Bivalvia | Ostreoida
Environment / Climate / Range
Benthic; depth range 0 - 100 m (Ref. 348), usually 0 - 5 m (Ref. 348). Tropical
Indo-Pacific: from East Africa, to eastern Polynesia; north to Japan and south to Queensland and New Caledonia.
Length at first maturity / Size / Weight / Age
Maturity: Lm ?  range ? - ? cm Max length : 11.0 cm male/unsexed; (Ref. 348); common length : 8.5 cm male/unsexed; (Ref. 348)
Maximum depth from Ref. 101147. Attached by its byssus to coral slabs, rubble under the slab (Ref. 101147), under coral heads and rocks (Ref. 348). Frequently encrusted by sponges, bryozoans, algae, and other marine growths. Able to swim actively for some distance when detached. Common in the intertidal and shallow subtidal zones (Ref. 348). Also occurs on rubble, soft sediments, and scattered reefs (Ref. 87907). At night, adults seem to move to open water to feed and return to rubble pile in the day (Ref. 101147). Members of the class Bivalvia are mostly gonochoric, some are protandric hermaphrodites. Life cycle: Embryos develop into free-swimming trocophore larvae, succeeded by the bivalve veliger, resembling a miniature clam (Ref. 833).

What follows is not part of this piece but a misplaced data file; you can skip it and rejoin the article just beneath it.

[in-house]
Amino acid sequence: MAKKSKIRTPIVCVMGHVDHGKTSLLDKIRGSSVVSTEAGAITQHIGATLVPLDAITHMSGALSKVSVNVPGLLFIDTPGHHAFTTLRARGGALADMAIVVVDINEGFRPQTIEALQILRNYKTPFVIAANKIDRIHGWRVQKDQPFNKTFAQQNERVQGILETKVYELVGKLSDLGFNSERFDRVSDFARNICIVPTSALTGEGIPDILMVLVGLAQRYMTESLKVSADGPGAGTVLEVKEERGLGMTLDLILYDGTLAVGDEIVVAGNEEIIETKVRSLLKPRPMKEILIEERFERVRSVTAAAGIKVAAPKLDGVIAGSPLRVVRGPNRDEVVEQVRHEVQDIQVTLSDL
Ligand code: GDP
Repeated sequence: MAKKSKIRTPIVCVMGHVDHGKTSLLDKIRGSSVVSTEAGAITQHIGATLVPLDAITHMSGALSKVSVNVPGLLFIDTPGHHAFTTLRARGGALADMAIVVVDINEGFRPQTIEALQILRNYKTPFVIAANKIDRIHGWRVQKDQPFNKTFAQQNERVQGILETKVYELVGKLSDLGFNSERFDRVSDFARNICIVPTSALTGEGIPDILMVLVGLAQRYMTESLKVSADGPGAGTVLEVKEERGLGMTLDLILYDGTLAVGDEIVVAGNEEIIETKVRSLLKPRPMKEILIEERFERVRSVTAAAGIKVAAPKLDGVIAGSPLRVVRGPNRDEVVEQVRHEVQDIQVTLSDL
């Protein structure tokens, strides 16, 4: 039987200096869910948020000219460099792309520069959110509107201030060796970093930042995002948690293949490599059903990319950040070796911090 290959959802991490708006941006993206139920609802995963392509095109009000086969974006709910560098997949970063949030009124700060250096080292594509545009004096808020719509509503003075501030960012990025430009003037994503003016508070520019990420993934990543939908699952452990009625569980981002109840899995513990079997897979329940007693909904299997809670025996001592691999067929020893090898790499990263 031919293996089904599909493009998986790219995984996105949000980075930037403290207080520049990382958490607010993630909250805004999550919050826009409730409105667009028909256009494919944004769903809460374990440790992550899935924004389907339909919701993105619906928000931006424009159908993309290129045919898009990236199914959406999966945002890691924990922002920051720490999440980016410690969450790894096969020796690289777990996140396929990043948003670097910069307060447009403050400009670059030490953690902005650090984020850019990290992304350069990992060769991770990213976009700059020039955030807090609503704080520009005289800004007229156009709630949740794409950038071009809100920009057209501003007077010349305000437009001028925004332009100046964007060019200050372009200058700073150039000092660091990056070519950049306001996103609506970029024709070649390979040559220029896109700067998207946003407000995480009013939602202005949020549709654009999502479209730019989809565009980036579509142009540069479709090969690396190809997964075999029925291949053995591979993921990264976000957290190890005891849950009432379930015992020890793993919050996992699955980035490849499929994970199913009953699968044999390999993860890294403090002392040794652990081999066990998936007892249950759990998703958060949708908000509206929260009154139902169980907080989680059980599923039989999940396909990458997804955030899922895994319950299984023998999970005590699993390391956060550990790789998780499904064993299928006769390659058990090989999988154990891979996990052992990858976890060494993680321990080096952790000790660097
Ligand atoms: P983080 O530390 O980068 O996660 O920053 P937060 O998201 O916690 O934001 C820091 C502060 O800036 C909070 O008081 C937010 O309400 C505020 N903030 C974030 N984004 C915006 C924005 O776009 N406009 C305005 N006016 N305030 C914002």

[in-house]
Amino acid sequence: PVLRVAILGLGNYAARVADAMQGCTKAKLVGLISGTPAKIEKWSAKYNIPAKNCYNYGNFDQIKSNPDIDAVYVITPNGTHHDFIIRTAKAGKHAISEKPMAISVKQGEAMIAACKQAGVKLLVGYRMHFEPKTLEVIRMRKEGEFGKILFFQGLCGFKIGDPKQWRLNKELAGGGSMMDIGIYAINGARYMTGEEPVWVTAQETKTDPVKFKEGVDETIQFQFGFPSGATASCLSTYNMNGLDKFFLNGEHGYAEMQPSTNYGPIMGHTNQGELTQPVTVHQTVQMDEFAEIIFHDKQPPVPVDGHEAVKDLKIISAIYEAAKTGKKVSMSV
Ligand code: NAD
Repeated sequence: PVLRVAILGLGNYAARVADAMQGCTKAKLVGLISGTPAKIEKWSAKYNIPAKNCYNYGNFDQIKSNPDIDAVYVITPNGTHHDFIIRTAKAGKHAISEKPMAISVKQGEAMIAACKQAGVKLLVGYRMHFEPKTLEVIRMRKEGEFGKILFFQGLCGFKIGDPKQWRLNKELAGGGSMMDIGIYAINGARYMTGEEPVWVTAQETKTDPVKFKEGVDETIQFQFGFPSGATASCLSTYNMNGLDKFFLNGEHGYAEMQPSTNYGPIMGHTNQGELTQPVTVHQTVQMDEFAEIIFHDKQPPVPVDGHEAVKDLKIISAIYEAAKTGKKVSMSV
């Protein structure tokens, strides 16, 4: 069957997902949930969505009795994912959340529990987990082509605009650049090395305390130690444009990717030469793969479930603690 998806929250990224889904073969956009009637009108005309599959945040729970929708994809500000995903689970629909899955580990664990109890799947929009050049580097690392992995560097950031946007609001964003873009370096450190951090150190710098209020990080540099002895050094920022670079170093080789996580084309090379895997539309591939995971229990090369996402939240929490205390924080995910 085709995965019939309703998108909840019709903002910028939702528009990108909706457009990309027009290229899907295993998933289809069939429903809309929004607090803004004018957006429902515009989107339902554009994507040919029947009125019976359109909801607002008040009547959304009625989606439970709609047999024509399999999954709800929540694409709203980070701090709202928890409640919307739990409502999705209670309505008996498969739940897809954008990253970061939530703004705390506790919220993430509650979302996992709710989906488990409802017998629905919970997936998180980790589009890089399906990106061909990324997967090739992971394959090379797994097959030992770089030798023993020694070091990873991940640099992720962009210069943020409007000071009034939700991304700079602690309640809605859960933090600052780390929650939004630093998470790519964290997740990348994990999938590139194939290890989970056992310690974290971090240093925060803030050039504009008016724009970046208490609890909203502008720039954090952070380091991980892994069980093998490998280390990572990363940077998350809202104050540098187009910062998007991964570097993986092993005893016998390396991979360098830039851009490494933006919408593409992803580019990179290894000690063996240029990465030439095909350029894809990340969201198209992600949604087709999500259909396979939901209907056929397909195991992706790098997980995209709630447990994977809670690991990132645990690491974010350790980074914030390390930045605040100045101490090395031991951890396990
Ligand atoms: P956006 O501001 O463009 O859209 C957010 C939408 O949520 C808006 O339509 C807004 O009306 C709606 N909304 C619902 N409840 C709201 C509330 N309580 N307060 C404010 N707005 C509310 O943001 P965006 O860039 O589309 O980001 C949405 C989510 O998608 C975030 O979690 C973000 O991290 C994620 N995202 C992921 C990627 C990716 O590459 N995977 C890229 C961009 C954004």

Life cycle and mating behavior
Maturity | Reproduction | Spawning | Eggs | Fecundity | Larvae
Members of the class Bivalvia are mostly gonochoric, some are protandric hermaphrodites. Life cycle: Embryos develop into free-swimming trocophore larvae, succeeded by the bivalve veliger, resembling a miniature clam.
Poutiers, J.M. 1998. (Ref. 348)
IUCN Red List Status (Ref. 115185)
CITES status (Ref. 108899)
Threat to humans
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Estimates of some properties based on models
Low vulnerability (10 of 100)